There are also a few cons to packet switching:

  • It does not fully support communication methods that are constantly used, such as high-volume voice calls.
  • There is no security protocol for the data packets sent across the network. 
  • Packet loss is still possible, especially when traffic flow is very high. These packets can not be resent again. 

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What Is a Circuit Switched Network?

A circuit-switched network is defined as a type of network that relies on a physical connection between two distinct network nodes, which requires the link to be set up before the nodes can communicate. 

Circuit switching is another type of switched network communication. They are connection-based networks where data is transferred directly across an already chosen and dedicated channel without interruption until the complete information has been sent to the destination and the communication link ends. 

Circuit switching was created in 1878 and is the technology on which Alexander Bell built his telephone. Circuit switching has been the dominant technology that telecommunications companies have used for over 100 years. This was before the discovery of packet switching networks.

In a communication network, multiple links are connected via nodes or switches. Data is then passed from node to node through the switching process information to its destination. In the switching nodes, the type of information is less important than the destination the information is headed for. End user devices such as our telephones, computers, and mobile phones are called stations and are attached to nodes.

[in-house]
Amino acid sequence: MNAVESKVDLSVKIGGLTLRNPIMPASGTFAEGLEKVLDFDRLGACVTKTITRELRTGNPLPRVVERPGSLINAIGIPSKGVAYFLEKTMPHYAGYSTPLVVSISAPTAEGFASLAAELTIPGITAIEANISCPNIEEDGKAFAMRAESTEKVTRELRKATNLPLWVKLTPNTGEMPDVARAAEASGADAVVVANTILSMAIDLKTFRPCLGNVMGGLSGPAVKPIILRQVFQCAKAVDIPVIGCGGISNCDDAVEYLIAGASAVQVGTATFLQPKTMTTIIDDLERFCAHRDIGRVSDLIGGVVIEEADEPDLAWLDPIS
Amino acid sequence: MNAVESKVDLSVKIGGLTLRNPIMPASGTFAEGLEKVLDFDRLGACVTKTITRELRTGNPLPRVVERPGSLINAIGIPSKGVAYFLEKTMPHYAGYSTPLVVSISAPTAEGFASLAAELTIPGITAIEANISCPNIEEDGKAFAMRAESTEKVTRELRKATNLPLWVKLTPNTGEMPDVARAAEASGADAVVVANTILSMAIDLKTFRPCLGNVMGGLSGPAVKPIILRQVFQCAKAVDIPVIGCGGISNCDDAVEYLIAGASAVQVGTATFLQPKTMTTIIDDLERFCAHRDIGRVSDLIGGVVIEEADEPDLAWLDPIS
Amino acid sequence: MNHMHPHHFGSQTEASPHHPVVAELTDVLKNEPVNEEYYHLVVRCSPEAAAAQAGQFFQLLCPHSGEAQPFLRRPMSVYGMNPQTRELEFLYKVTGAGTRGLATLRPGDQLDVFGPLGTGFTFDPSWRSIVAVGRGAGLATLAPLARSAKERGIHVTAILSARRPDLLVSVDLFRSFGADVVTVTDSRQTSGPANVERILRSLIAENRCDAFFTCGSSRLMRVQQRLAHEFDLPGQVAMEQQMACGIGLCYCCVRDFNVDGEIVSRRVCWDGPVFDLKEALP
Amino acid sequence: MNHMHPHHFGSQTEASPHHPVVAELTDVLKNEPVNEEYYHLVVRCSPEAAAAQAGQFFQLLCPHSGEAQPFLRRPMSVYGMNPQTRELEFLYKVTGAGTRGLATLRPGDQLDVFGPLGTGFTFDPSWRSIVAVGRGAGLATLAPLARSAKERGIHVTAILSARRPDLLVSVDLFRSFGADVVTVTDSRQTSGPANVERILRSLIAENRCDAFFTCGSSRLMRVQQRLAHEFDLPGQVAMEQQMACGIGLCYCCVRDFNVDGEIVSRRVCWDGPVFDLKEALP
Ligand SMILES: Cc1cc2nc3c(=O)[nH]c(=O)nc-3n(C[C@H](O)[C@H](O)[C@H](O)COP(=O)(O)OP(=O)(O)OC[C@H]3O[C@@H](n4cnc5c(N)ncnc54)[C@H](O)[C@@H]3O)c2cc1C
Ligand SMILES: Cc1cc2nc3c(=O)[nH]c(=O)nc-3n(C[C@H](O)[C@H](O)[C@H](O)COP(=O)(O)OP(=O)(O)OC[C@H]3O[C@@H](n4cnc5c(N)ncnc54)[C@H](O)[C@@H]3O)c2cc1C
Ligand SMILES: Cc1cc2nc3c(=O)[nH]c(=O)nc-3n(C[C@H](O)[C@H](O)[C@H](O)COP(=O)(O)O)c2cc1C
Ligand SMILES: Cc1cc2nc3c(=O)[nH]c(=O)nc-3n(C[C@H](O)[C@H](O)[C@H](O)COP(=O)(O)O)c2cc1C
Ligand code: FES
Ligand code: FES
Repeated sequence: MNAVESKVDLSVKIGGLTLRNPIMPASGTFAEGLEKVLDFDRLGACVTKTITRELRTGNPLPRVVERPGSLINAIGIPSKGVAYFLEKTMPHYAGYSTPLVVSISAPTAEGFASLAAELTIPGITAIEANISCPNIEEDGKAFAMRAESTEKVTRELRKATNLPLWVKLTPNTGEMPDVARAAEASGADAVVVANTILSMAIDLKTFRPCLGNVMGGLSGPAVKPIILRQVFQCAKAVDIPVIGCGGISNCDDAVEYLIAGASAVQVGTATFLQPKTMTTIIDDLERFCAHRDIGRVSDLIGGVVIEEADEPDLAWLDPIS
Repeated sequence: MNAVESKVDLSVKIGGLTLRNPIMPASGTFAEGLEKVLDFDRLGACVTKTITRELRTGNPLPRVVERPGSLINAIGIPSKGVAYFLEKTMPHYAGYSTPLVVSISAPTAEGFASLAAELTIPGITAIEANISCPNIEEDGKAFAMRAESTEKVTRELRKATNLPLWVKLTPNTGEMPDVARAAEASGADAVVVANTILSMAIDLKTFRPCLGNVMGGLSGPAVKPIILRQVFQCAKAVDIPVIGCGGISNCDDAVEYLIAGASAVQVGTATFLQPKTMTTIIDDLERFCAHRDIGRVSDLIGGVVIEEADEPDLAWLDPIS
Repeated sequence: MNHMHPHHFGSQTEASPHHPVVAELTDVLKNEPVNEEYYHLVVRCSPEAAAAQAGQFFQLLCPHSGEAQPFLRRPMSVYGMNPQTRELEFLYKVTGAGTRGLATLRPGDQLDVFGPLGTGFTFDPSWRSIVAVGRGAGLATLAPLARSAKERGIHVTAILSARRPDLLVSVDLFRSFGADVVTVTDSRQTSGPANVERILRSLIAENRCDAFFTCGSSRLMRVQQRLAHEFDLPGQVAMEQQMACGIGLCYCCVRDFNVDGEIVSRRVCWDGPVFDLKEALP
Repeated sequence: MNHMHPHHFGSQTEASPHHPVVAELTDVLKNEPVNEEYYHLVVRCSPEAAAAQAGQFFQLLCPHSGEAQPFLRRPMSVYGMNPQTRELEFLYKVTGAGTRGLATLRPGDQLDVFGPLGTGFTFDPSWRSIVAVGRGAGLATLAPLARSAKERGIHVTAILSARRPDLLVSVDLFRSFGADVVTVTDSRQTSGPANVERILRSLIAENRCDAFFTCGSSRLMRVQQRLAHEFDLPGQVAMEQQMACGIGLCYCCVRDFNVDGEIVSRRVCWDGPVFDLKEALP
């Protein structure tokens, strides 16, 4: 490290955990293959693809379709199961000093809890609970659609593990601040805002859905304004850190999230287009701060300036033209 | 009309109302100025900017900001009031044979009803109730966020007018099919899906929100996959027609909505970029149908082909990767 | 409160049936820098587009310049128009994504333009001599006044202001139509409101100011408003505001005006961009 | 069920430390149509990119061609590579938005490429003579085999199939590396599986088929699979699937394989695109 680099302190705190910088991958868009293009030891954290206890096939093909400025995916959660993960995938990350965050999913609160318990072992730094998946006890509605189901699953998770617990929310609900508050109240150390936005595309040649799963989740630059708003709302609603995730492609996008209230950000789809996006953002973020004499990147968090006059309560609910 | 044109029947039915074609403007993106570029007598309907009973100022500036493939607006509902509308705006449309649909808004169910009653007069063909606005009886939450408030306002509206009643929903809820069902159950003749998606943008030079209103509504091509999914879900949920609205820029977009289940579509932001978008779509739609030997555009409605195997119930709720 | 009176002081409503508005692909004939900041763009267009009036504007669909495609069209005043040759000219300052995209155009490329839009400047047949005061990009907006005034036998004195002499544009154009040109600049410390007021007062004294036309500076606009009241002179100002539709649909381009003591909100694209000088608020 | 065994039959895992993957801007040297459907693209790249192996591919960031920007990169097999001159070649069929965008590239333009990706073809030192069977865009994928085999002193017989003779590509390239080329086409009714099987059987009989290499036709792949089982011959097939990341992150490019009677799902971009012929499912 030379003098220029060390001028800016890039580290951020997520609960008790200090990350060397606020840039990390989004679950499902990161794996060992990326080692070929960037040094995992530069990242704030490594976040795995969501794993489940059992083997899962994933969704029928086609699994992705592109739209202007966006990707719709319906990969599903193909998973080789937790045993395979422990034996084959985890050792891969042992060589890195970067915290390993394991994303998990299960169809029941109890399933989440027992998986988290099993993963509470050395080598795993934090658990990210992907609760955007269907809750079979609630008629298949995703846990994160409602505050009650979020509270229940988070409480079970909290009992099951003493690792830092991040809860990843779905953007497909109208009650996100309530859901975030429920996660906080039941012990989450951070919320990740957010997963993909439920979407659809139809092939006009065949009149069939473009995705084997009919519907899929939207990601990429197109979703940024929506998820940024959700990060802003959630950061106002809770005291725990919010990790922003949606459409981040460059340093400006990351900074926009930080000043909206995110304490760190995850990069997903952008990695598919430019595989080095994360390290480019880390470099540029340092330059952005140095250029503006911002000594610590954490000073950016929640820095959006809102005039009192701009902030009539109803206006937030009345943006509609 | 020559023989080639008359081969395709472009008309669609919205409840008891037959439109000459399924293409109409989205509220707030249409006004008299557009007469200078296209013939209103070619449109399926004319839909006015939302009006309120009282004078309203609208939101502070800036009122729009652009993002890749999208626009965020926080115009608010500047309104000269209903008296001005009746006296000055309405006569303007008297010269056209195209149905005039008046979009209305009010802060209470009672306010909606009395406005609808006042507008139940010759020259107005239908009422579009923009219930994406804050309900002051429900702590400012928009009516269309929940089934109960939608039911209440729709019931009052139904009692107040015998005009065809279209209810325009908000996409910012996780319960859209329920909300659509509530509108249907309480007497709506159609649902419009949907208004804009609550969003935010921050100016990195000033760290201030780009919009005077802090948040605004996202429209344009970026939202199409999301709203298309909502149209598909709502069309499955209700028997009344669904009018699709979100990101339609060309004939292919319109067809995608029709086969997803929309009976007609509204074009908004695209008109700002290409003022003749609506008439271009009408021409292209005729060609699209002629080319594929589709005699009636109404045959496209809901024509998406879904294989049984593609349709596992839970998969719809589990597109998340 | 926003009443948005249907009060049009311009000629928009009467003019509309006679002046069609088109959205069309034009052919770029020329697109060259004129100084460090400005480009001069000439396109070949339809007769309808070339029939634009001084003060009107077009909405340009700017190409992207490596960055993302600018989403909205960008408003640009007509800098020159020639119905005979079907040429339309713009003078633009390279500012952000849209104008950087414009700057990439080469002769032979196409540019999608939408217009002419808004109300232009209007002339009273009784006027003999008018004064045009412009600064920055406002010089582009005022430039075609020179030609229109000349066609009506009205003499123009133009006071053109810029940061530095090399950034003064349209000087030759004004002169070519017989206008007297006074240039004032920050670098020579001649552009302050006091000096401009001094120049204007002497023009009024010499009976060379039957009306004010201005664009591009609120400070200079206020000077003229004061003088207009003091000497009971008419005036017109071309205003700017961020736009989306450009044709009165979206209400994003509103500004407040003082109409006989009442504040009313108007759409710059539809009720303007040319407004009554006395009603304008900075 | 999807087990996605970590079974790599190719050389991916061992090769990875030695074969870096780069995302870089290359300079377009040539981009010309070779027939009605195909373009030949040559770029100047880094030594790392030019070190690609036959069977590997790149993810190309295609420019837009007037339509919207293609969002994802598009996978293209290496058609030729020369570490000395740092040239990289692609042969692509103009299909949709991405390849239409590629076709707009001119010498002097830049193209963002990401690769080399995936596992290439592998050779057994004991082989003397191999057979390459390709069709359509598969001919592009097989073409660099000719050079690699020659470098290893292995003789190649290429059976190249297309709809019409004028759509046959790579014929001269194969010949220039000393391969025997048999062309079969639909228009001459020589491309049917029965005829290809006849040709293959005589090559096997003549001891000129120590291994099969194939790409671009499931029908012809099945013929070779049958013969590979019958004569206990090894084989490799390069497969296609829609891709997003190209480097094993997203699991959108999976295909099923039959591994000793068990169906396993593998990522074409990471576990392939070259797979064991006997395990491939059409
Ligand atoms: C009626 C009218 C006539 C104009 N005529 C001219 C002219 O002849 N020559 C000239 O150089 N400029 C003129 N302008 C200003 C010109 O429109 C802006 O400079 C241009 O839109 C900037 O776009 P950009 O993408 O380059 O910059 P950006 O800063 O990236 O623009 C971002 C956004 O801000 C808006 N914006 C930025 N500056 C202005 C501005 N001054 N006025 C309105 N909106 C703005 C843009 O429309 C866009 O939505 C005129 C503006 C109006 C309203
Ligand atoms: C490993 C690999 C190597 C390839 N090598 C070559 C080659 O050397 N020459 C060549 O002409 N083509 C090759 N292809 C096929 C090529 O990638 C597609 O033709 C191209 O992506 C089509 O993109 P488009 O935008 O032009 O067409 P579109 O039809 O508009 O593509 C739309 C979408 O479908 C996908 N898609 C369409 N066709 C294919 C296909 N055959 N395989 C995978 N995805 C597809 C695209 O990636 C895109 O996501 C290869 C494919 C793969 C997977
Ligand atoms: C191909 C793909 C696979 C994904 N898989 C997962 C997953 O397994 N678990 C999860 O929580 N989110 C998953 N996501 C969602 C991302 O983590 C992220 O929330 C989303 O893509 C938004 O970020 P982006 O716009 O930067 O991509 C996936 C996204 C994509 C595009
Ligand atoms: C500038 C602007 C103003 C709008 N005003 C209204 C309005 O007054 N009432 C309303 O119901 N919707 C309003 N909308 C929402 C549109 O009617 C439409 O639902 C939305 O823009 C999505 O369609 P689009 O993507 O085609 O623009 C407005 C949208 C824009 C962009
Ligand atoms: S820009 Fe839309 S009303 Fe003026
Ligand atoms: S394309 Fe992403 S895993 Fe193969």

Circuit switching is set up in the physical layer and used for direct data transmission through a dedicated channel. This makes it perfect for transmitting susceptible and continuous information streams such as voice transmission. Otherwise, sending data in short batches will waste underutilized bandwidth as data will be sent across in short bursts.  

Circuit switching at the physical layer routes the complete message via the dedicated channel built when setting up the connection. Because data is delivered and received in streams, this kind of switching isn’t optimal for data transfer since the line would be inactive between transmission waves.

In every computer network, there is a maximum data transfer rate per link in the network. This is distributed across all the devices present in the network. Circuit switching ensures equal bandwidth allocation irrespective of whether those devices are actively transmitting. 

There are three phases during the circuit switching process:

  • Establishment of the circuit: Before sending data across, the network ensures a patent, free and available path between the nodes in the network, joining the sender and receiving device. If available, a circuit is now created and established. 
  • Transfer of data: data of any type, voice, data, analog or digital, is then sent across.
  • Disconnection: After the data transfer, the circuit ends so that the bandwidth becomes available for other use.  

Pros and cons of a circuit-switched network

The pros of a circuit-switched network are:

  • There is reduced delay and latency before and especially during a call.
  • Data packets arrive in the proper order and with minimum packet loss.
  • Communication is done with a steady bandwidth and consistent data rate.

It is also important to remember the cons of such a network: